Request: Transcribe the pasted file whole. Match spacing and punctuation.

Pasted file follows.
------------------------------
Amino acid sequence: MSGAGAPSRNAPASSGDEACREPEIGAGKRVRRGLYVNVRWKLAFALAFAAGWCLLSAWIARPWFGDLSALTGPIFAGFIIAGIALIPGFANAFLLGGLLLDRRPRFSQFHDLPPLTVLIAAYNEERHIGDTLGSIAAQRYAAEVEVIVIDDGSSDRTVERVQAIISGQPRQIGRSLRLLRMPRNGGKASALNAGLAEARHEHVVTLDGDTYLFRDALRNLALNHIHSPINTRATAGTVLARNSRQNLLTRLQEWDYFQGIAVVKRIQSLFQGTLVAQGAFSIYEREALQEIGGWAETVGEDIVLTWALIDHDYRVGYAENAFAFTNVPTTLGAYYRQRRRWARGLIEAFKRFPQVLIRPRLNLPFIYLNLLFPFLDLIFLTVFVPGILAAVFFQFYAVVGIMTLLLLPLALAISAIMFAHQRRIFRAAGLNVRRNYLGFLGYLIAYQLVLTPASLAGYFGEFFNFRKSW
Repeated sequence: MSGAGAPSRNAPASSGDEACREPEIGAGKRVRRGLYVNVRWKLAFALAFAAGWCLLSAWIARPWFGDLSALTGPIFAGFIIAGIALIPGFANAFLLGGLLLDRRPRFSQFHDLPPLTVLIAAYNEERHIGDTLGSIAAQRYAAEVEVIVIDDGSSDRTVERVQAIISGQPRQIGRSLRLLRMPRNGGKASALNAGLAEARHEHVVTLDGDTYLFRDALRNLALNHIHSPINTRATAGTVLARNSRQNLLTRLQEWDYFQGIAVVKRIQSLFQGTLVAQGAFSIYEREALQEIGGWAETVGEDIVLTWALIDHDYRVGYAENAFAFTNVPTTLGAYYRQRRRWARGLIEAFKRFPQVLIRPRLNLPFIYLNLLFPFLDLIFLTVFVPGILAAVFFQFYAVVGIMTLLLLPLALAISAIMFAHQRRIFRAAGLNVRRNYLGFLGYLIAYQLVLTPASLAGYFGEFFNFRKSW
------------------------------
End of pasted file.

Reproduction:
Amino acid sequence: MSGAGAPSRNAPASSGDEACREPEIGAGKRVRRGLYVNVRWKLAFALAFAAGWCLLSAWIARPWFGDLSALTGPIFAGFIIAGIALIPGFANAFLLGGLLLDRRPRFSQFHDLPPLTVLIAAYNEERHIGDTLGSIAAQRYAAEVEVIVIDDGSSDRTVERVQAIISGQPRQIGRSLRLLRMPRNGGKASALNAGLAEARHEHVVTLDGDTYLFRDALRNLALNHIHSPINTRATAGTVLARNSRQNLLTRLQEWDYFQGIAVVKRIQSLFQGTLVAQGAFSIYEREALQEIGGWAETVGEDIVLTWALIDHDYRVGYAENAFAFTNVPTTLGAYYRQRRRWARGLIEAFKRFPQVLIRPRLNLPFIYLNLLFPFLDLIFLTVFVPGILAAVFFQFYAVVGIMTLLLLPLALAISAIMFAHQRRIFRAAGLNVRRNYLGFLGYLIAYQLVLTPASLAGYFGEFFNFRKSW
Repeated sequence: MSGAGAPSRNAPASSGDEACREPEIGAGKRVRRGLYVNVRWKLAFALAFAAGWCLLSAWIARPWFGDLSALTGPIFAGFIIAGIALIPGFANAFLLGGLLLDRRPRFSQFHDLPPLTVLIAAYNEERHIGDTLGSIAAQRYAAEVEVIVIDDGSSDRTVERVQAIISGQPRQIGRSLRLLRMPRNGGKASALNAGLAEARHEHVVTLDGDTYLFRDALRNLALNHIHSPINTRATAGTVLARNSRQNLLTRLQEWDYFQGIAVVKRIQSLFQGTLVAQGAFSIYEREALQEIGGWAETVGEDIVLTWALIDHDYRVGYAENAFAFTNVPTTLGAYYRQRRRWARGLIEAFKRFPQVLIRPRLNLPFIYLNLLFPFLDLIFLTVFVPGILAAVFFQFYAVVGIMTLLLLPLALAISAIMFAHQRRIFRAAGLNVRRNYLGFLGYLIAYQLVLTPASLAGYFGEFFNFRKSW